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Cruywagen-IRMSA Risk Lab

Posted By IrmsaInsight, 13 August 2013

The Institute of Risk Management South Africa (IRMSA) in collaboration with the Cruywagen IRMSA Risk Foundation hosted their annual Risk Lab event on 26 July 2013 at Monte Casino in Johannesburg. This year’s theme was "The rude awakening” and the event was facilitated by the well-known ENCA news anchor and television presenter Jeremy Maggs.  

The program was made up of a number of presentations followed by a panel discussion. During panel discussions the audience got an opportunity to pose questions and debate issues raised. A unique element of the risk lab was the technology aspect; each table had a tablet where comments and questions could be raised at anytime during the event. The IRMSA team also tweeted about various activities unfolding throughout the day.

Risk Lab started off with an insightful presentation by Cees Bruggemans, a consulting economist for the First National Bank. His presentation explored the World Economic Forum Global Risks for 2013 and how they affect South Africa. Bruggemans’ presentation was followed by a panel discussion (on the same topic) where he was joined by Adrian Toms of Phambili Solutions and Gert Cruywagen from Tsogo Sun.

The second presentation was titled: ‘Strikes and Labour Risks’, presented by Nerine Kahn - a director at the Commission for Conciliation Mediation and Arbitration (CCMA). In her presentation, she used the Marikana tragedy and the De Doorns farm worker’s strikes to argue the point that the labour landscape is changing and that stakeholders probably need to reassess their approach. This presentation was followed by a panel discussion where with Kahn was joined by political analyst Justice Malala and Mark Robins from the mining sector.

The third presenter of the day was Justice Malala (a political analyst and eNCA presenter of the Justice Factor). He explored South Africa’s political landscape and possible risks in this terrain. Using the ANC Mangaung 2012 conference as his starting point, Malala also explored a variety of factors that have influenced our politics in the past five years and made some predictions about the future.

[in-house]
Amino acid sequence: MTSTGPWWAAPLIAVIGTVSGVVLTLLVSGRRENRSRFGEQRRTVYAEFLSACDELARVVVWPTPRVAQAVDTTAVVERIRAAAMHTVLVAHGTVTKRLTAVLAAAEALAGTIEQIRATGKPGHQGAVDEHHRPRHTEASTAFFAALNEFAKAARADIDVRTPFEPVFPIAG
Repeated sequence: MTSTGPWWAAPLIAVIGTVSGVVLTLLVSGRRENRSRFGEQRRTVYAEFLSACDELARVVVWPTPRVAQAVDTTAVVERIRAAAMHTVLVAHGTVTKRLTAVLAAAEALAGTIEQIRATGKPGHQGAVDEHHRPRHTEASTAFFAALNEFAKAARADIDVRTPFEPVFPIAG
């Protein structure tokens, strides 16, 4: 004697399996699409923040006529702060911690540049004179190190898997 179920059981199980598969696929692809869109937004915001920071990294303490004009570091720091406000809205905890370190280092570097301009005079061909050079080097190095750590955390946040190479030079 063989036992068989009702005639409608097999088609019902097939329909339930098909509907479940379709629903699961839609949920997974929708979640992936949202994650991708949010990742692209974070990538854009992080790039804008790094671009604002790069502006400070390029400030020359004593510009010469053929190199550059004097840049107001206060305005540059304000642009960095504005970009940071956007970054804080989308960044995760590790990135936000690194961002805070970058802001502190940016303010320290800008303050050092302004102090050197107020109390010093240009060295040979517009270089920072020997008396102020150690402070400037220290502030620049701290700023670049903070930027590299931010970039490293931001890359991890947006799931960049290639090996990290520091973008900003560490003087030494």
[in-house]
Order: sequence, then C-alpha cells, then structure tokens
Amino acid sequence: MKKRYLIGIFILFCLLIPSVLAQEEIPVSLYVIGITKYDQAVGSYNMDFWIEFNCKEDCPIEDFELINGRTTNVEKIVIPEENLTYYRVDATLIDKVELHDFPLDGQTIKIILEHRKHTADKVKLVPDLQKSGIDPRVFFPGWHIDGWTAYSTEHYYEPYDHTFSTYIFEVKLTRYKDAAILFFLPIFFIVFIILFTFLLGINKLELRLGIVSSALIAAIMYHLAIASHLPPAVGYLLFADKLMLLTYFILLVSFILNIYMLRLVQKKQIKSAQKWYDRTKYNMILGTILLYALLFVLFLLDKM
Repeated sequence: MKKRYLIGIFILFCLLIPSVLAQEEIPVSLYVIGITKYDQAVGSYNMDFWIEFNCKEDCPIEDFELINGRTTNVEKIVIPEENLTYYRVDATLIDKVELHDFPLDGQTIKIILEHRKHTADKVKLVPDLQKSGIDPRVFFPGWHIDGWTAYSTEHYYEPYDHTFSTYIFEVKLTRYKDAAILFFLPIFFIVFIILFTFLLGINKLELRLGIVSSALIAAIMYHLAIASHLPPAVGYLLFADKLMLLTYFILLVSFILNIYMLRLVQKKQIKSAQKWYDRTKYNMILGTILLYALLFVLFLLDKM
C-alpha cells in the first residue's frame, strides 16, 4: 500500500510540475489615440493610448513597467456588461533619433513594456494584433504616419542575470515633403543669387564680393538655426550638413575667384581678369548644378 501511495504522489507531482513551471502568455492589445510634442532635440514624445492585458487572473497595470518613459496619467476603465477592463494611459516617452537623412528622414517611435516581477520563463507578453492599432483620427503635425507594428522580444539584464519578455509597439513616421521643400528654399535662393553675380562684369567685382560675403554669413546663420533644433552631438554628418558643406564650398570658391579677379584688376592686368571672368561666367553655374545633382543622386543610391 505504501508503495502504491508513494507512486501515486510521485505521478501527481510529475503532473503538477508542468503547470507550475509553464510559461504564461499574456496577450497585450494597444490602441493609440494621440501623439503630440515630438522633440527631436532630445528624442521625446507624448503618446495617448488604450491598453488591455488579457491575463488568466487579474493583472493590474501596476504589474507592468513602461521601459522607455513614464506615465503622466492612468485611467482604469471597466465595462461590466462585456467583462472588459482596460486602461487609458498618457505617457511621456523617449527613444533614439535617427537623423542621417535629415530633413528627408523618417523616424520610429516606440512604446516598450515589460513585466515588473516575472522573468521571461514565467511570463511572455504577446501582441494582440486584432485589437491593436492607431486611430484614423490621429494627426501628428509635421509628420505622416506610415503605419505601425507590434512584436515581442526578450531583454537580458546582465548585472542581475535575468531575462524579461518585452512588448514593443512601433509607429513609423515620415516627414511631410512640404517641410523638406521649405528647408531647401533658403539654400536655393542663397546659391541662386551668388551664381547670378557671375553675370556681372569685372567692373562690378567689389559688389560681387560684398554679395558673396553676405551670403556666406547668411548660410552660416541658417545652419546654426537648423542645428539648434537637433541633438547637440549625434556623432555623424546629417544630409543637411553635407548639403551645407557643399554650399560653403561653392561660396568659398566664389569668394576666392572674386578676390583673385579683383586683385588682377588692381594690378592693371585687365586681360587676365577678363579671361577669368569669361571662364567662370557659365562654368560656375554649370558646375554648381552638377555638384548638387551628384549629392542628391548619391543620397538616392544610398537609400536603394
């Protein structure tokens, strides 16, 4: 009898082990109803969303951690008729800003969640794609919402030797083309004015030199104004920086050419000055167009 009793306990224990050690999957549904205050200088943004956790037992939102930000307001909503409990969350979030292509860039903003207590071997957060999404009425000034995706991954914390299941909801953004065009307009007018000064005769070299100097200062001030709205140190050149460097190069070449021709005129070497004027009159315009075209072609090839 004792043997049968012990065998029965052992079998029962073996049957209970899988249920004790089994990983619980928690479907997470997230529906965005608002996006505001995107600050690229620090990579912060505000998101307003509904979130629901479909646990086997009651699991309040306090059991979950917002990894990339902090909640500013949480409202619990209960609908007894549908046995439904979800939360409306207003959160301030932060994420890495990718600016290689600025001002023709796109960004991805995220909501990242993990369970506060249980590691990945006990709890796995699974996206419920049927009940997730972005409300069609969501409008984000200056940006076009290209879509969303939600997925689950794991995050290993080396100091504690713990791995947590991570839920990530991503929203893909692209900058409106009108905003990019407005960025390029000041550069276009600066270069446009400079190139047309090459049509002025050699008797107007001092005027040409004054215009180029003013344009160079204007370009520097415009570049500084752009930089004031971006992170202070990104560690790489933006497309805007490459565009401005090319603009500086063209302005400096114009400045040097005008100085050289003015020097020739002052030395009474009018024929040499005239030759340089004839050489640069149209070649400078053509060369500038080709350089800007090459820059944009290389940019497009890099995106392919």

One of the standout items he raised was a concern about the integrity of our institutions and cautioned against judging local politics on the basis of individuals. The panel that followed Malala’s political analysis was made up of Nicky Weimar (an economist at the Nedbank Group) and Adriaan Basson (Deputy Editor at City Press) together with Justice Malala. 

Another topic covered at Risk Lab was that of ‘Anti-Corruption and Collusion’ presented by Janette Minnaar van Veijeren from the Ethics Institute of South Africa. She not only demonstrated how corruption affects the involved parties but also its wider impact and consequences. She left the audience gobsmacked when she shared South Africa’s consistently worsening ranking on the global list of corrupt nations. She also indicated that the non-financial consequences of economic crimes are higher in South Africa than anywhere in the world.

The last presentation put a spotlight on cyber-crimes and hacktivism. Prof Basie von Solms – a director at University of Johannesburg’s Centre for Cyber Security – presented this topic and emphasised that cyber risks are a directors problem and should not be relegated only to a company’s IT department. He cautioned the audience that most of South African companies are ignorant of cyber risks, stressing that no one is immune to cyber-attacks.Dr Gert Cruywagen was the last speaker of the day and he highlighted how human nature supported by man’s inherent qualities in man have helped in our survival.  Adding that (unguarded) some of these may be a danger to us today. The proceedings were concluded by outgoing IRMSA President Hennie Thessner, who thanked delegates for attending Risk Lab and commended the IRMSA committee and teams for the great work done in organising the event.   

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